"Humans did not invent or create fermentation; it would be more accurate to state that fermentation created us."
-Sandor Ellix Katz, The Art of Fermentation, page 1
Fermented foods like sauerkraut, kimchi, pickles, and yogurt have so many health benefits. They support the healthy microorganisms in our digestive tract that we can't live without and they improve our ability to digest food and absorb nutrients.
If fermenting your own foods is daunting, take some help from these two books.
The Art of Fermentation by Sandor Ellix Katz is an essential and comprehensive guide to fermentation. In this well-researched book, Katz discusses the benefits of fermentation, details the mechanisms behind it, and explains techniques for fermenting almost anything, from fruits, flowers, and beans to meat, fish, and even eggs.
Discover how to make your own ferments, from pickles and tempeh to saké and cider. Learn why fermented foods are safer than canned foods and even raw foods (on pages 19 and 20), and why some disease-causing bacteria like H. pylori may actually be essential to our health (on page 14).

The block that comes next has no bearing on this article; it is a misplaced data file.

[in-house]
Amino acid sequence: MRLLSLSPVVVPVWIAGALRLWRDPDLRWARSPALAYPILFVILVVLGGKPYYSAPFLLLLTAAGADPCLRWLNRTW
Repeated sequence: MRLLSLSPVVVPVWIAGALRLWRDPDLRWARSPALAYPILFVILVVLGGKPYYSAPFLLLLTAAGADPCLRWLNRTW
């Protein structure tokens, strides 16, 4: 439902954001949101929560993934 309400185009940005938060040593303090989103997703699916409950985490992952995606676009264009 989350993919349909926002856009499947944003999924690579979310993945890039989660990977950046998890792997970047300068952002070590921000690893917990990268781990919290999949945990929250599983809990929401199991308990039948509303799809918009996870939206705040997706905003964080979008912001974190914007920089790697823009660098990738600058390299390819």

Katz writes, "If our evolutionary imperative is to adapt to shifting conditions, then we must embrace, encourage, and work with microorganisms rather than attempting, however futilely, to eradicate them." I completely agree.
Fermented Foods for Health by Dr. Deirdre Rawlings is another good resource. It's full of recipes and includes meal plans for common health problems like weight gain and digestive, immune, and metabolic disorders.
Fermentation enthusiasts will enjoy recipes like Coconut Milk Keffir (on page 150), Tempeh Burgers (on page 144), and Wild Honey Mead (on page 188).
Personally, I'm looking forward to making my own Fermented Fish Sauce (on page 172), Fermented Chili Sauce (on page 177), Fermented Mediterranean Mackerel (on page 168), and Cleansing Beets with Ginger and Grapefruit (on page 105).
And if you haven't already, read Cooked to follow Michael Pollan's adventures in DIY fermentation.